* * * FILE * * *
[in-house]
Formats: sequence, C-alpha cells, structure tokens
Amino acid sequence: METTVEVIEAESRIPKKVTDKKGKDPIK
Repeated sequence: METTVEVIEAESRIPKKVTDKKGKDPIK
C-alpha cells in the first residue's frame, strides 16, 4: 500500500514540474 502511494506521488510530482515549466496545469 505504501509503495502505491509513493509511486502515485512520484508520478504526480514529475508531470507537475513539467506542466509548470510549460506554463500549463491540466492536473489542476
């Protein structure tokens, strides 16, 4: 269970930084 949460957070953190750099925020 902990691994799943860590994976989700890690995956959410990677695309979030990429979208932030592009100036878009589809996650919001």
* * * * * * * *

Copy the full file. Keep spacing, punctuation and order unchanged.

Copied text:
[in-house]
Formats: sequence, C-alpha cells, structure tokens
Amino acid sequence: METTVEVIEAESRIPKKVTDKKGKDPIK
Repeated sequence: METTVEVIEAESRIPKKVTDKKGKDPIK
C-alpha cells in the first residue's frame, strides 16, 4: 500500500514540474 502511494506521488510530482515549466496545469 505504501509503495502505491509513493509511486502515485512520484508520478504526480514529475508531470507537475513539467506542466509548470510549460506554463500549463491540466492536473489542476
């Protein structure tokens, strides 16, 4: 269970930084 949460957070953190750099925020 902990691994799943860590994976989700890690995956959410990677695309979030990429979208932030592009100036878009589809996650919001």